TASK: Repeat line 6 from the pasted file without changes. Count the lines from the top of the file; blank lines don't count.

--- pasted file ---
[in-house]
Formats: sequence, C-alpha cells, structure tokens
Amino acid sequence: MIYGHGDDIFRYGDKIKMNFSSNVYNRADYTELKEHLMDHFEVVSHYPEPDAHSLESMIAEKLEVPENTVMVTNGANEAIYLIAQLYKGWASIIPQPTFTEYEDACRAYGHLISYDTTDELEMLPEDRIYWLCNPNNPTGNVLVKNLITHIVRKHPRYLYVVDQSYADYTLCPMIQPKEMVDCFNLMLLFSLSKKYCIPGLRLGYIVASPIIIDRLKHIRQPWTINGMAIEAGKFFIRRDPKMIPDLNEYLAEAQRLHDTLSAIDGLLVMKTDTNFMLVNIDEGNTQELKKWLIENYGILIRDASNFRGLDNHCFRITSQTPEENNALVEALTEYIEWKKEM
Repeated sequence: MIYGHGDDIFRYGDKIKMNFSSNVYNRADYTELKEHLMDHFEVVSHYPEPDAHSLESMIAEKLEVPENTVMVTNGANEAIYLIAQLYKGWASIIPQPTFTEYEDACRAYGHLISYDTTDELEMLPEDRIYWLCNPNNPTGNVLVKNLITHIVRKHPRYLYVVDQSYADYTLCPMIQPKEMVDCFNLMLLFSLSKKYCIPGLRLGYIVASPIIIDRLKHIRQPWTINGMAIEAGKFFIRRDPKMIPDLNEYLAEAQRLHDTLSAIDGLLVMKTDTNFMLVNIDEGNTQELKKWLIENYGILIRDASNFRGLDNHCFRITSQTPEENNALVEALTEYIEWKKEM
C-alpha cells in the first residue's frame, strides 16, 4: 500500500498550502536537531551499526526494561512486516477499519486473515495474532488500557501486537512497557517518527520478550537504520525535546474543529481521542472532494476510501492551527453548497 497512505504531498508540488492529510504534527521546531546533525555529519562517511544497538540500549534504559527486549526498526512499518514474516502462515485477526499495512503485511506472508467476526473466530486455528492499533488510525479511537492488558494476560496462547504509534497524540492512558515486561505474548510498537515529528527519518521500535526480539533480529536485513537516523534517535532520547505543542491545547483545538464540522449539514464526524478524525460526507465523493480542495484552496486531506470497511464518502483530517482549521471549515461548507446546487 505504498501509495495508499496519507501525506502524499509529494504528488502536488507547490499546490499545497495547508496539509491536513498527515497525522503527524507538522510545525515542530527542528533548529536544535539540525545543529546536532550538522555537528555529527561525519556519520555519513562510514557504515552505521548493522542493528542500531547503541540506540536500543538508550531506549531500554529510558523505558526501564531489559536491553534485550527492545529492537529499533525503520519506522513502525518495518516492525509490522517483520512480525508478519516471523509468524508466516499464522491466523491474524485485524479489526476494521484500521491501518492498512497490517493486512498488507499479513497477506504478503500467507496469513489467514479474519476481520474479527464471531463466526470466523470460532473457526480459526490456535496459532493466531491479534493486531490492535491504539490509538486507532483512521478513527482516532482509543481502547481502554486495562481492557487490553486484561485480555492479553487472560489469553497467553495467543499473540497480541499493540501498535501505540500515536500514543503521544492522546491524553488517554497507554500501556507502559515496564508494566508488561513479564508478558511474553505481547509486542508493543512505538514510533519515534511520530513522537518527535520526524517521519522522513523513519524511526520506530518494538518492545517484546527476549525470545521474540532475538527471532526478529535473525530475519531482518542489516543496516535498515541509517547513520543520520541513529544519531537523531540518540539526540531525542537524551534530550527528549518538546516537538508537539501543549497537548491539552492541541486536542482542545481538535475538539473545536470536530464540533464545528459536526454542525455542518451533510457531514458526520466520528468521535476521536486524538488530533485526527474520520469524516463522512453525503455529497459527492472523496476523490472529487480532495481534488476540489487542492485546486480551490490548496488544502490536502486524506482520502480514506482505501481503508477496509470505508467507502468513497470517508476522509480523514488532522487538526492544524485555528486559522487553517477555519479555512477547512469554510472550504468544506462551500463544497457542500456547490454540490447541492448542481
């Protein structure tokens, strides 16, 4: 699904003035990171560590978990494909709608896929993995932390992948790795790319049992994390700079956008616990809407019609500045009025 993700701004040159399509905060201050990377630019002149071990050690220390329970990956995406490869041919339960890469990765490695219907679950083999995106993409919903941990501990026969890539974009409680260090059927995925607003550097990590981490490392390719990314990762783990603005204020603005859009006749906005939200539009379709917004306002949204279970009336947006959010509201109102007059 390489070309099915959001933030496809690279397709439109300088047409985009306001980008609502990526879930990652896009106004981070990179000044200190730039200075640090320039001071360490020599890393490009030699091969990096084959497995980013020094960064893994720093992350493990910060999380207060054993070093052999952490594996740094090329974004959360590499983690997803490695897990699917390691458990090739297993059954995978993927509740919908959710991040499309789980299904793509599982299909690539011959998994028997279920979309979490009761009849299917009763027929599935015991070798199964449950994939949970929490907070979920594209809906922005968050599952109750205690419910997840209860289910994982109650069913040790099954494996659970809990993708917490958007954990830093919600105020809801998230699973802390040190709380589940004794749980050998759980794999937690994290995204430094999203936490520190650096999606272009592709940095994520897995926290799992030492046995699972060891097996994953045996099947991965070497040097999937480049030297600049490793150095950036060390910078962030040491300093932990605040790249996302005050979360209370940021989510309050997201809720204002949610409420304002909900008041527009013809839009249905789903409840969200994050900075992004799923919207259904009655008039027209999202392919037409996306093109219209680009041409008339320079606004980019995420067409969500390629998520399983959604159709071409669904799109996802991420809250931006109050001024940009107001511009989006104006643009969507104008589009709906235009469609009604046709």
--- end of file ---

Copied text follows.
């Protein structure tokens, strides 16, 4: 699904003035990171560590978990494909709608896929993995932390992948790795790319049992994390700079956008616990809407019609500045009025 993700701004040159399509905060201050990377630019002149071990050690220390329970990956995406490869041919339960890469990765490695219907679950083999995106993409919903941990501990026969890539974009409680260090059927995925607003550097990590981490490392390719990314990762783990603005204020603005859009006749906005939200539009379709917004306002949204279970009336947006959010509201109102007059 390489070309099915959001933030496809690279397709439109300088047409985009306001980008609502990526879930990652896009106004981070990179000044200190730039200075640090320039001071360490020599890393490009030699091969990096084959497995980013020094960064893994720093992350493990910060999380207060054993070093052999952490594996740094090329974004959360590499983690997803490695897990699917390691458990090739297993059954995978993927509740919908959710991040499309789980299904793509599982299909690539011959998994028997279920979309979490009761009849299917009763027929599935015991070798199964449950994939949970929490907070979920594209809906922005968050599952109750205690419910997840209860289910994982109650069913040790099954494996659970809990993708917490958007954990830093919600105020809801998230699973802390040190709380589940004794749980050998759980794999937690994290995204430094999203936490520190650096999606272009592709940095994520897995926290799992030492046995699972060891097996994953045996099947991965070497040097999937480049030297600049490793150095950036060390910078962030040491300093932990605040790249996302005050979360209370940021989510309050997201809720204002949610409420304002909900008041527009013809839009249905789903409840969200994050900075992004799923919207259904009655008039027209999202392919037409996306093109219209680009041409008339320079606004980019995420067409969500390629998520399983959604159709071409669904799109996802991420809250931006109050001024940009107001511009989006104006643009969507104008589009709906235009469609009604046709």